Check with your health care professional if any of the following side effects continue or are bothersome or if you have any questions about them:

They may or may not related at all to the supplements itself.

Less common

  • Acid or sour stomach
  • bad, unusual, or unpleasant (after) taste
  • belching
  • bloated or full feeling
  • change in taste
  • excess air or gas in the stomach
  • heartburn
  • indigestion
  • stomach discomfort, upset, or pain

Incidence not known

  • Diarrhea
  • difficulty having a bowel movement (stool)
  • loss of appetite
  • nausea or vomiting
  • passing of gas
  • stomach fullness

Do You Get Enough?

International experts recommend:

500 mg EPA+DHAto avoid deficiency1 g EPA+DHAfor proactive support2-4 g EPA+DHAfor high-intensity support

Essential Fatty Acids (especially the omega 3-s and 6) are nutritional cornerstones of human health. They are deemed "essential" because we need them for proper health—much like certain vitamins and minerals—but cannot produce them on our own. We must therefore consume these fats through diet or supplementation.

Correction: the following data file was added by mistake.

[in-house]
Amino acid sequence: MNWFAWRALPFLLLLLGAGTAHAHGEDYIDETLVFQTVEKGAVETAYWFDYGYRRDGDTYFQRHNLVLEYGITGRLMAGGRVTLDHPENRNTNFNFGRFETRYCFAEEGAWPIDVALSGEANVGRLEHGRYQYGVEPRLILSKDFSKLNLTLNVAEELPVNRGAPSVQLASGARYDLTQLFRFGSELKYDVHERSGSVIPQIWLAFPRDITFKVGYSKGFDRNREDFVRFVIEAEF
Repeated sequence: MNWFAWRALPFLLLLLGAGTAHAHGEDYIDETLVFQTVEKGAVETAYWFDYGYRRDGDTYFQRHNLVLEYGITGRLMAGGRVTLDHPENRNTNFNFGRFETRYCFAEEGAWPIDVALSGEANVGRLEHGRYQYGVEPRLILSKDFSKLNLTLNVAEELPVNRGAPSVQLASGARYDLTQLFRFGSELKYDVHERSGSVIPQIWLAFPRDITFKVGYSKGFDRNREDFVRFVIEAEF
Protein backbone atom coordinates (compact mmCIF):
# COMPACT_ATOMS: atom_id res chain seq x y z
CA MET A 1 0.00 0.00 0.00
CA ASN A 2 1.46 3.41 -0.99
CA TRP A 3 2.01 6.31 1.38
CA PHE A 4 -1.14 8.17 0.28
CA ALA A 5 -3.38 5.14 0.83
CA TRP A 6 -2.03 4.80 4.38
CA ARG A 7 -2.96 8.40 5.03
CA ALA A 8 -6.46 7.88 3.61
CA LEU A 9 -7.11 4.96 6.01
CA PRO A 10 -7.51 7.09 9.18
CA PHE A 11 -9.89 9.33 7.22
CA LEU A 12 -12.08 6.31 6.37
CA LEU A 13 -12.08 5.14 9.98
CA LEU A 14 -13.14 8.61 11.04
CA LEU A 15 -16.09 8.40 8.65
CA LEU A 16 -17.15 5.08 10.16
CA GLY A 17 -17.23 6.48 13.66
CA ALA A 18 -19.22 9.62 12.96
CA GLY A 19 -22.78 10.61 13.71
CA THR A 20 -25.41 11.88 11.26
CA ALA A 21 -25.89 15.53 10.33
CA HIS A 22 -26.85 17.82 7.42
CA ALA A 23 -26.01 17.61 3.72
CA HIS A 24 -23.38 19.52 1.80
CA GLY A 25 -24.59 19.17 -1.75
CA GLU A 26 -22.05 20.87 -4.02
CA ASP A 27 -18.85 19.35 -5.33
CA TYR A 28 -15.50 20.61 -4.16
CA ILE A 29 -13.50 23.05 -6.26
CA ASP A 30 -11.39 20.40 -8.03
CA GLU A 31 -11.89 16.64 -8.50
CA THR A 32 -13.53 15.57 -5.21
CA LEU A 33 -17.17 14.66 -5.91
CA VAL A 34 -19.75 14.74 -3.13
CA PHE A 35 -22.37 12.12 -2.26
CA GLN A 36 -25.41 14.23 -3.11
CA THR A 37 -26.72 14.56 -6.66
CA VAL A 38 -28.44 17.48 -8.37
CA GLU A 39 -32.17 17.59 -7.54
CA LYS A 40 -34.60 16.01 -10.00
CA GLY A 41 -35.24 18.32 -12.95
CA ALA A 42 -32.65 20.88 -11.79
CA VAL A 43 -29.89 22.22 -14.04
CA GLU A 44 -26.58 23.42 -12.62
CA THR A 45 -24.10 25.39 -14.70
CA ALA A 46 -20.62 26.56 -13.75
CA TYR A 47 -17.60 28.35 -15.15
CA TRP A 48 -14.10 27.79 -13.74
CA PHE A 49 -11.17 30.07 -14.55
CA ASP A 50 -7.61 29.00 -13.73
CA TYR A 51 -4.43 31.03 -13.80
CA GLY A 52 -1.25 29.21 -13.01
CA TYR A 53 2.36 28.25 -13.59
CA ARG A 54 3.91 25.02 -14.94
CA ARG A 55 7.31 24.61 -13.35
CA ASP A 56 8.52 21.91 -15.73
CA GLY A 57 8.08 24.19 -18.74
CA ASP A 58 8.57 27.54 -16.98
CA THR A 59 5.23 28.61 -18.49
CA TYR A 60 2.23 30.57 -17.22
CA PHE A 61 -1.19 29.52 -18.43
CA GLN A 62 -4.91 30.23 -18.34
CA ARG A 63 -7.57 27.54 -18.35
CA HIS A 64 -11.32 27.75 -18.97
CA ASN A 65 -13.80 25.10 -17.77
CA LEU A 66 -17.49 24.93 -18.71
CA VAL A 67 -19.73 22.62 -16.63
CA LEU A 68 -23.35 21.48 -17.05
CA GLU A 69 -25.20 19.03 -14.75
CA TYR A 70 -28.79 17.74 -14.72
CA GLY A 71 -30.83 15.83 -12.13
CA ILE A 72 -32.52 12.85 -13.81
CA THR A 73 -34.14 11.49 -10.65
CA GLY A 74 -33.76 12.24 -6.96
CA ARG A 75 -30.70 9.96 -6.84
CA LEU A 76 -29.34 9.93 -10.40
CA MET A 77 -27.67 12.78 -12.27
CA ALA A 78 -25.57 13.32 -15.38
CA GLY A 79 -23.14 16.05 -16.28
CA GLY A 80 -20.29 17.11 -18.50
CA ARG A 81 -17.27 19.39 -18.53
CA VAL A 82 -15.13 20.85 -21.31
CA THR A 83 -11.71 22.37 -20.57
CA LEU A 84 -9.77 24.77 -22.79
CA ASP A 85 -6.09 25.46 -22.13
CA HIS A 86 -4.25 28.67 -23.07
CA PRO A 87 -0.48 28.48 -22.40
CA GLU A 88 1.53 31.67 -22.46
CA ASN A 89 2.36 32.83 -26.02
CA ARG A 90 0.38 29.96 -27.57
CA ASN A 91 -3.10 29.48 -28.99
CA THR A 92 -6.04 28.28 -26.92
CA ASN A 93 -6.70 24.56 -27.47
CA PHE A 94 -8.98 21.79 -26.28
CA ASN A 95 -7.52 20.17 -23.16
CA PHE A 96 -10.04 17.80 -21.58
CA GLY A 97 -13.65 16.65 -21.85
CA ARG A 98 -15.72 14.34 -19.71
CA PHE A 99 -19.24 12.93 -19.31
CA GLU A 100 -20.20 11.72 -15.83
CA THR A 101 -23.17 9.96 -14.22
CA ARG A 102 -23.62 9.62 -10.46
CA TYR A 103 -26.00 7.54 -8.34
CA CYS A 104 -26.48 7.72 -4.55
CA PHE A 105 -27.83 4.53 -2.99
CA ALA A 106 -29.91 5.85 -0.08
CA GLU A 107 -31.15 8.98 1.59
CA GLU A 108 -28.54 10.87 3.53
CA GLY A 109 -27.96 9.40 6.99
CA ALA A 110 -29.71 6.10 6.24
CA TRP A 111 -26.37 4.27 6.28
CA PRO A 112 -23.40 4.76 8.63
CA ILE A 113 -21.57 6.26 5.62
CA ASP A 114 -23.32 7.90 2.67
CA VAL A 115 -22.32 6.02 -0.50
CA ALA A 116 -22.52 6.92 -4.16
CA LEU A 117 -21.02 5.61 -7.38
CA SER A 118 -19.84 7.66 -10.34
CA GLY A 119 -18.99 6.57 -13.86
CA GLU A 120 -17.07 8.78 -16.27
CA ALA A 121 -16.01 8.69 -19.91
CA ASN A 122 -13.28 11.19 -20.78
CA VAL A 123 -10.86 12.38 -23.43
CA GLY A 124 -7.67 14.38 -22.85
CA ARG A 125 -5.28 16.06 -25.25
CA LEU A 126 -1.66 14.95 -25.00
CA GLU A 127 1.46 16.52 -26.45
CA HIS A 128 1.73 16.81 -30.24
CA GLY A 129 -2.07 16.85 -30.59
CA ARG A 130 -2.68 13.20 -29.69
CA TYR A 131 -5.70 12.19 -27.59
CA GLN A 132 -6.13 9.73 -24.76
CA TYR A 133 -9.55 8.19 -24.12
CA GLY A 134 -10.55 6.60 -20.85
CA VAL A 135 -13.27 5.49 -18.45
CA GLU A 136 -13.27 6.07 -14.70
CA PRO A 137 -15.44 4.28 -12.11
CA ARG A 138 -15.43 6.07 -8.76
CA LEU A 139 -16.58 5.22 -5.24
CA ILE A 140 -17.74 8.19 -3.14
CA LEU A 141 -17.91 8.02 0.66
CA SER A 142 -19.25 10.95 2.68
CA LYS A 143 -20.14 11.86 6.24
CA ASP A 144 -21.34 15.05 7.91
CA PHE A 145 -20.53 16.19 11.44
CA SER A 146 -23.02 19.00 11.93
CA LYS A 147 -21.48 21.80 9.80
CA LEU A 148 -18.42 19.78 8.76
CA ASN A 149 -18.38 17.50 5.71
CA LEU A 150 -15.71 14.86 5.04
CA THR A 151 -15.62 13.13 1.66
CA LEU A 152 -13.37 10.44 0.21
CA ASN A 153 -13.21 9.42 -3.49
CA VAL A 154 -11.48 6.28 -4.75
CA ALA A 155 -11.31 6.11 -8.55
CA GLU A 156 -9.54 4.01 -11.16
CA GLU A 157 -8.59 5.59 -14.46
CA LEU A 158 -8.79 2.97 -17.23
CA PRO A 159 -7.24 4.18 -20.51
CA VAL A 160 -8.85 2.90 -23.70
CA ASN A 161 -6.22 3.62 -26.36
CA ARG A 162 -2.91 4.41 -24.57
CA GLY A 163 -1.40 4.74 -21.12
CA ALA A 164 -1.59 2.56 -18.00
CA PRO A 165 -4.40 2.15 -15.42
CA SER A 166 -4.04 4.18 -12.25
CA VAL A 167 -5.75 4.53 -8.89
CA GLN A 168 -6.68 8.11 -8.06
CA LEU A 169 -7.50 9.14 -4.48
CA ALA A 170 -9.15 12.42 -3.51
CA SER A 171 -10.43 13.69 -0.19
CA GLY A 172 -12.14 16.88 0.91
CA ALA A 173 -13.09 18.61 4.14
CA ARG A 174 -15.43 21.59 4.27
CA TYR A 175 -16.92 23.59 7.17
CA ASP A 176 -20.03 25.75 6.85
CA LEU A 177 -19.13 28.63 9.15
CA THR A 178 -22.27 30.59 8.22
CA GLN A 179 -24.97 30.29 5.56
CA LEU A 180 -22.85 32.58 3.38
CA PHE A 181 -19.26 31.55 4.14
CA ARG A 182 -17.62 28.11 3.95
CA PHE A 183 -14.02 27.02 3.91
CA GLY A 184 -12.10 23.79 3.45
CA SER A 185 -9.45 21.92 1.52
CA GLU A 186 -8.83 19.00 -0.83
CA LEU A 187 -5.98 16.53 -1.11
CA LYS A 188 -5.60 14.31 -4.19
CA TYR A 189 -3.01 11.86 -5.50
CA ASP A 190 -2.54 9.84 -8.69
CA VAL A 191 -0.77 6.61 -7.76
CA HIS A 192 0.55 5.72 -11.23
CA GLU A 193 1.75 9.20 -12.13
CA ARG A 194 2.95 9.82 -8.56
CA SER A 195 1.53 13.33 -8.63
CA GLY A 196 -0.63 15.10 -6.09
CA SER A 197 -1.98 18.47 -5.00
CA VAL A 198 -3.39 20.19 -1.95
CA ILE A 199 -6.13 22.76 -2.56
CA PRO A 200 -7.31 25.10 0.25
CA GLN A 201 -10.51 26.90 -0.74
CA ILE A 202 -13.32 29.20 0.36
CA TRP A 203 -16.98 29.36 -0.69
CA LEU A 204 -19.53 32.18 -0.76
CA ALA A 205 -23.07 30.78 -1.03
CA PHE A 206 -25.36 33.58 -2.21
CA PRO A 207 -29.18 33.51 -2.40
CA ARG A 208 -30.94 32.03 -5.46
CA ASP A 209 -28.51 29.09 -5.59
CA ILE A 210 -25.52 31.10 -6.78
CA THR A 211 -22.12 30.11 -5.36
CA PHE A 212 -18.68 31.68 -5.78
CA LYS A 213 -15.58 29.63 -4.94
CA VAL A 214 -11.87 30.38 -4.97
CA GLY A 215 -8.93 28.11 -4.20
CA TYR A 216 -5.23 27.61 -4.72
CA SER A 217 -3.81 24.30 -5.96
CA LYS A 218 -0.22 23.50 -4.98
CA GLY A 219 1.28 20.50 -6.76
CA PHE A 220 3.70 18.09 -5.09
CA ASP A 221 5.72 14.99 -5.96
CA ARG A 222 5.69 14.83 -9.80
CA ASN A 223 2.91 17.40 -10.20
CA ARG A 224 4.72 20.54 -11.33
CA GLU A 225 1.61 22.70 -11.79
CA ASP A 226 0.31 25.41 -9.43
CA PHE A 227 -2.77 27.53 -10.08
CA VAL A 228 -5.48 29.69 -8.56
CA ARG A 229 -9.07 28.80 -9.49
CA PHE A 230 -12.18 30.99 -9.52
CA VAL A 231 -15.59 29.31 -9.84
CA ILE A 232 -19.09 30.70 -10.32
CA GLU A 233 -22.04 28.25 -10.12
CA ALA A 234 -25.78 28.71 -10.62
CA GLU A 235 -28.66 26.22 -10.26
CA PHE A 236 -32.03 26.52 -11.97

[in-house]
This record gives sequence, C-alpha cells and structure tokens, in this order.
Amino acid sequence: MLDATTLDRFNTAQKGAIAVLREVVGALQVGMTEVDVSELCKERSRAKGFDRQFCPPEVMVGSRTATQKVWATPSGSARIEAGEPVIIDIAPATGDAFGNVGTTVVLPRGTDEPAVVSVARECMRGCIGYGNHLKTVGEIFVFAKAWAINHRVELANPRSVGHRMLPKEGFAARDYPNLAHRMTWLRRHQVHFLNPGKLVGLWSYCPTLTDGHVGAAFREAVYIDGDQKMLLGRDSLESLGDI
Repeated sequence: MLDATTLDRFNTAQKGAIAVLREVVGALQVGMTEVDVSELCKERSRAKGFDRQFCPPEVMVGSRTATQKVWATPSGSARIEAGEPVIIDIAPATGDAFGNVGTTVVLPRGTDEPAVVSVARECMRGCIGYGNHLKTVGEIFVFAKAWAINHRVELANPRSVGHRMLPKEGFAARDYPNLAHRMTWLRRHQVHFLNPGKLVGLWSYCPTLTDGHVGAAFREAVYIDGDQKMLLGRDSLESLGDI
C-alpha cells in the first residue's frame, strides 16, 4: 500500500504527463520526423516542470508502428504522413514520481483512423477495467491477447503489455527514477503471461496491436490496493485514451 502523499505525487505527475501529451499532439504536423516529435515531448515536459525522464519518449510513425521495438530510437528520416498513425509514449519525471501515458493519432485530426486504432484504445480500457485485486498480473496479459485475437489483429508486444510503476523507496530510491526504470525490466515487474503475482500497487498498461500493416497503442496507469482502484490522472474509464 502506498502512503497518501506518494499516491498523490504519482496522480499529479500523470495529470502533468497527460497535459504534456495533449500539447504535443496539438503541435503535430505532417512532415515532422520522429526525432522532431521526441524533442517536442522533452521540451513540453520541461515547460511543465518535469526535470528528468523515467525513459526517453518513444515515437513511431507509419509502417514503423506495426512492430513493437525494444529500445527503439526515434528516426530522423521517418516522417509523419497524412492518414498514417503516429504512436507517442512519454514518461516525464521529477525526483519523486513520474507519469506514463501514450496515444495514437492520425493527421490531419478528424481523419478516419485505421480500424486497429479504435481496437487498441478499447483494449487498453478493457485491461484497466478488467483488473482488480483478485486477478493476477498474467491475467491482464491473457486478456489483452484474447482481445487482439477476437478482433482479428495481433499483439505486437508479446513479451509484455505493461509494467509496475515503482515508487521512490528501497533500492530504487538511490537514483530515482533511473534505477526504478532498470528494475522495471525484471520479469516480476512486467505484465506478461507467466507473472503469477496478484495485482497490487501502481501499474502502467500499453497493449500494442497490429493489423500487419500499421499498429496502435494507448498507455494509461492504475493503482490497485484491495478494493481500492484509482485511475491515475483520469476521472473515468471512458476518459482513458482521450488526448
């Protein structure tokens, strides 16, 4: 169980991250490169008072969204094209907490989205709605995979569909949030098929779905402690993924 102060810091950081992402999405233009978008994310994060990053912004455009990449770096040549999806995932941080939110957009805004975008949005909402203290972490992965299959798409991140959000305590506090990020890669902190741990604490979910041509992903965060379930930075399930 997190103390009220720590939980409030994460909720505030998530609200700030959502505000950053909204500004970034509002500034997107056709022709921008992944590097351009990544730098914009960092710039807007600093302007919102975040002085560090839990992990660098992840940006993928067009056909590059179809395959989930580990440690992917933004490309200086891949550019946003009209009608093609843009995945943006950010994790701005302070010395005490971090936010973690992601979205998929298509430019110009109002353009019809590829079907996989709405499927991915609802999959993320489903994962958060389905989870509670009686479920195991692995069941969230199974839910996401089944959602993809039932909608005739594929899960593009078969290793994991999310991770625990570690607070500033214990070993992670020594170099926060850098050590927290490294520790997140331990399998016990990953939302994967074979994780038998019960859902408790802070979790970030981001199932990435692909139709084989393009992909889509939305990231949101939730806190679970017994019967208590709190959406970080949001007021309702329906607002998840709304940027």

Most people associate omega-3s with cardiovascular health, but their benefits go far beyond the heart. The two main omega-3s—eicosapentaenoic acid (EPA) and docosahexaenoic acid (DHA)—promote a healthy immune response that is behind the relief of many chronic conditions but that is too often inhibited by poor nutrition. Extensive research has documented the health benefits of EPA and DHA, which include not only a healthy heart, but brain and cognitive function, joint mobility, eye health, pregnancy and lactation, healthy skin and hair, and a normally functioning immune response.